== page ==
Break the Library Institutional Reliance on Unpaid BIPOC Labor!
We, the undersigned, represent the Oregon library community and Oregon library community supporters. We are library workers, patrons, volunteers, and library contributors who understand the need for fostering Equity, Diversity, Inclusion and Antiracism (EDIA) in Oregon libraries. We agree that the communities of color we serve and/or represent suffer tremendously by the need for Black, Indigenous, and People of Color (BIPOC) representation in public agencies, professional associations, institutions, and organizations. We recognize there is a great reliance on the unpaid services of professionally qualified BIPOC in the attempt to obtain EDIA best practices and consulting services for advocacy, problem-solving, organizational change, cultural competence, and all library EDIA matters. The burnout and unrecognized emotional labor placed on professionals of color when they must include unpaid EDIA work alongside their professional obligations is one of the reasons libraries are failing to retain their best professionals of color. The solution for this challenge is not to replace our best BIPOC library leaders with outside consultants who use universal solutions, as this will foster a temporary compliance fulfillment and fail to produce ongoing EDIA results, and the cultural workplace changes our libraries seek. We recognize library professionals of color alert us of issues as the dominant culture cannot see, understand, or feel the damaging effects of systemic racism and oppression. These workplace issues are overwhelmingly met with limited EDIA understanding and therefore libraries miss the opportunity to demonstrate excellence in EDIA within libraries and communities.
We, the undersigned, recognize the State Library of Oregon attempts to assist libraries on EDIA issues. However, we must acknowledge the current Oregon Library Services and Technology Act (LSTA) 2018-2022 five year plan lacks the support we need and deserve in EDIA. The continuous reliance on our colleagues of color for immediate assistance and/or on the Oregon Library Association’s (OLA) EDIA volunteers to help libraries find solutions for issues such as, but not limited to: funding discrepancies for underrepresented and underserved communities, safety for our patrons and staff of color, workplace inequities, EDIA training, EDIA advocacy for staff of color, EDIA advocacy for marginalized communities, EDIA processes and procedures, EDIA communication, and EDIA best practices. Ways to address these issues are asked of outside, paid consultants. Why is it then that our EDIA volunteers are expected to provide continuous, unpaid consultation?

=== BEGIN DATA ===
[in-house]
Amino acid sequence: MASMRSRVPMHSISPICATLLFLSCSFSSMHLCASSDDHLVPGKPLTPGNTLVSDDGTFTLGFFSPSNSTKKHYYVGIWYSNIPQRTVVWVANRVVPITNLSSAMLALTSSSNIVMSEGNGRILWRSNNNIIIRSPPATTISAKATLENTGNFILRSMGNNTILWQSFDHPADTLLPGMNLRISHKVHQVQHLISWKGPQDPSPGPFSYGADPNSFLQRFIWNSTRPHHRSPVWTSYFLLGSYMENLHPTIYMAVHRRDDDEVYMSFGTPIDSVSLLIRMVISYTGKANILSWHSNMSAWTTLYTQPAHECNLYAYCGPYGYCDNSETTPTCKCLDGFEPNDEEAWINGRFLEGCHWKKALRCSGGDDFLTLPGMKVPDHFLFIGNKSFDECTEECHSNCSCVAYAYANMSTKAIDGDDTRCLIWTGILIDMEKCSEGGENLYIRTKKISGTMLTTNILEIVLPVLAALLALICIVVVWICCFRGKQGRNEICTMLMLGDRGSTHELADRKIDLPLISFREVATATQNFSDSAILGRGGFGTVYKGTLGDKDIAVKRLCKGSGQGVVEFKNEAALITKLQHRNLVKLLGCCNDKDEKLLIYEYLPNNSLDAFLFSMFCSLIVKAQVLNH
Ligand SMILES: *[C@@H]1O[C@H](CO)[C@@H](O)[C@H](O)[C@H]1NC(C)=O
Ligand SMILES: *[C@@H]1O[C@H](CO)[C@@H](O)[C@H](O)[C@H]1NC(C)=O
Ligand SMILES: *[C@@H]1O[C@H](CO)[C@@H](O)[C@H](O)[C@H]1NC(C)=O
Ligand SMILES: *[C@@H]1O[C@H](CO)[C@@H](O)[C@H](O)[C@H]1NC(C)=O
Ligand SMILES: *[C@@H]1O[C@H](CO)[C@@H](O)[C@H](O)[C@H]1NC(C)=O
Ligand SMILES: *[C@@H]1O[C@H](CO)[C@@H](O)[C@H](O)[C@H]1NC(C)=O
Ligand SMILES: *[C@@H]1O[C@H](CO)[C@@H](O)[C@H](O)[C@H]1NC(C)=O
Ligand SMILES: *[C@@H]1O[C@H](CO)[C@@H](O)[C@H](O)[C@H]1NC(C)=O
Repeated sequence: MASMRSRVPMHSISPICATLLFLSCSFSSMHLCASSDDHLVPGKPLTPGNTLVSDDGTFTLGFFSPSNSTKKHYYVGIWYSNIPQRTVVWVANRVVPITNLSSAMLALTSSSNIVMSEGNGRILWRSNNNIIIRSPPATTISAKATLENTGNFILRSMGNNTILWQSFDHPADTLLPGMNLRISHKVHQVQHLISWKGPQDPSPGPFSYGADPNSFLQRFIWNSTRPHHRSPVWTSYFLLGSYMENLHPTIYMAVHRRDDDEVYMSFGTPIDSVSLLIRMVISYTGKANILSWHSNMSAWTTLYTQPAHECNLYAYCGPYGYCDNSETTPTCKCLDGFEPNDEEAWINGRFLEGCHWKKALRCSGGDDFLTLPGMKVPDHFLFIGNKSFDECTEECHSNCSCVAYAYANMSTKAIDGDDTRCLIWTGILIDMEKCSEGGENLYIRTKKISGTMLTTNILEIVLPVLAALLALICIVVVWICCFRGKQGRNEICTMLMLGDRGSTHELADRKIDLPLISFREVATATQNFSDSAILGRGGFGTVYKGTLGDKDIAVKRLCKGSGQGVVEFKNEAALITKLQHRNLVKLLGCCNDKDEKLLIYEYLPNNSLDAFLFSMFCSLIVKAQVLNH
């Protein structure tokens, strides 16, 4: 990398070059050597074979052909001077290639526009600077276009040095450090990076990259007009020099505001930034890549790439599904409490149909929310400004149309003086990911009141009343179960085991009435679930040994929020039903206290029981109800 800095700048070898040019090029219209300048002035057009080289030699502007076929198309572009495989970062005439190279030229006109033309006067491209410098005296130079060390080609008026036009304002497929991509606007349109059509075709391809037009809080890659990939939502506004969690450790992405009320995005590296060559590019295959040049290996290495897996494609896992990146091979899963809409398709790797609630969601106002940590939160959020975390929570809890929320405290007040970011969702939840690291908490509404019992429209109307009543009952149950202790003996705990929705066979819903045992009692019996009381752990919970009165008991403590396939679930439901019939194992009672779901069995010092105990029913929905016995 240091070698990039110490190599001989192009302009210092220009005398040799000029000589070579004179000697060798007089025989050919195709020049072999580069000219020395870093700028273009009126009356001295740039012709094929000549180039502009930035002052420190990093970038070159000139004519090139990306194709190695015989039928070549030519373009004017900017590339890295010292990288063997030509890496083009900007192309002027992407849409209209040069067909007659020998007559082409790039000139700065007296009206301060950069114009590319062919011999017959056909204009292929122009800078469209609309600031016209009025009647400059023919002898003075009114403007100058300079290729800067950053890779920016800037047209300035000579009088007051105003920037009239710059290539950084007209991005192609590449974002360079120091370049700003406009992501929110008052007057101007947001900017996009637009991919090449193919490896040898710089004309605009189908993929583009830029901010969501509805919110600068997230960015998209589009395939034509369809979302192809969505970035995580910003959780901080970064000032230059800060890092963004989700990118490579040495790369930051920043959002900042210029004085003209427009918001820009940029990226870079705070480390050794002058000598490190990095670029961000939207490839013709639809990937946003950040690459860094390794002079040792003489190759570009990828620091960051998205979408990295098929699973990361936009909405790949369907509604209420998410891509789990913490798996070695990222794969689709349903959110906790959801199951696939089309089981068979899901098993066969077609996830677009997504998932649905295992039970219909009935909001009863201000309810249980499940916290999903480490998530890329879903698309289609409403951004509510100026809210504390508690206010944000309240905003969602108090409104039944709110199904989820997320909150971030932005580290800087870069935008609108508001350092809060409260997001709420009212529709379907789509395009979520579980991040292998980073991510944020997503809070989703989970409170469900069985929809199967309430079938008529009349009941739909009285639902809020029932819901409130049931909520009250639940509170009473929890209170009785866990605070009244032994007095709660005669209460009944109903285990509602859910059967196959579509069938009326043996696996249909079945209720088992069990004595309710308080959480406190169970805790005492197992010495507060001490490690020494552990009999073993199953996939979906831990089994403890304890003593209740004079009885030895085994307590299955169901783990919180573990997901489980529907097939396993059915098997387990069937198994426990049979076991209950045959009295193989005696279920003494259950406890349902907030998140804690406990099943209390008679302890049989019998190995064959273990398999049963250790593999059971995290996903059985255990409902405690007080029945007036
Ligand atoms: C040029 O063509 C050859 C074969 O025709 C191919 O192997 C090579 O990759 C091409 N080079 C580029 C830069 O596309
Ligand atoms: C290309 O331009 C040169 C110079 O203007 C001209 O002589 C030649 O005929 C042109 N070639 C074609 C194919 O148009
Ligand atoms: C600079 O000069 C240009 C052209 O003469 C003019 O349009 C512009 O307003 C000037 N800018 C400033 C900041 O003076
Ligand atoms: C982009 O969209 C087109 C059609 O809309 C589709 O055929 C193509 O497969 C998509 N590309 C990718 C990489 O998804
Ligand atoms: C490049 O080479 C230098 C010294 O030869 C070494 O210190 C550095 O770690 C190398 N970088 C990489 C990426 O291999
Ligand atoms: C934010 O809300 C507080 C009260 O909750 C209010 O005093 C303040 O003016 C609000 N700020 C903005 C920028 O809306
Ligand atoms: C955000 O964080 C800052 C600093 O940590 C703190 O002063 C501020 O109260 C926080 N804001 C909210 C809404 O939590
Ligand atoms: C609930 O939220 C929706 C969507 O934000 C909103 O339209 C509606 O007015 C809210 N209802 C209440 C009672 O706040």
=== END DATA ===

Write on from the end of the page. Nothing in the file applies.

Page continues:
We want to ask the State Library of Oregon (SLO) to create an EDIA Consulting position within their institution and provide the opportunity to our colleague Marci Ramiro-Jenkins to lead us in this effort. Marci has worked as an unpaid EDIA consultant for Oregon libraries. An accomplished professional, Marci is celebrated, awarded, and recognized by academic, public, and school libraries for the work she led as a volunteer for the OLA EDI Task Force and OLA EDIA Committee. As the primary project leader responsible for the creation and development of the Equity Diversity Inclusion and Antiracism Toolkit for Oregon libraries, Marci is the main contact regarding EDIA questions, inquiries, concerns, she is a mentor and confidante to many library staff of color. Marci’s work and dedication is evident by her election as the first person of color to serve as Oregon Library Association president. Her election demonstrates a willingness to build a path of reparation for our library professionals of color, and with it, an understanding that this conscientious effort needs to start within our own library community. We want to see other colleagues of color emerge, evolve, and receive equal opportunities. This reparative process is needed to recruit, encourage, support and retain talented BIPOC in this profession.
EDIA challenges are continuous, intense, strenuous, and seldom fully rectifiable. As long as social inequities exist, there will continue to be a need for EDIA. Therefore a long term solution is required for Oregon libraries. We know Oregon Libraries are overdue in EDIA specialized support, and that is why we want the State Library of Oregon to create and finance a paid EDIA staff consultant position.
Oregon Library Association Executive Board
OLA EDI Antiracism Committee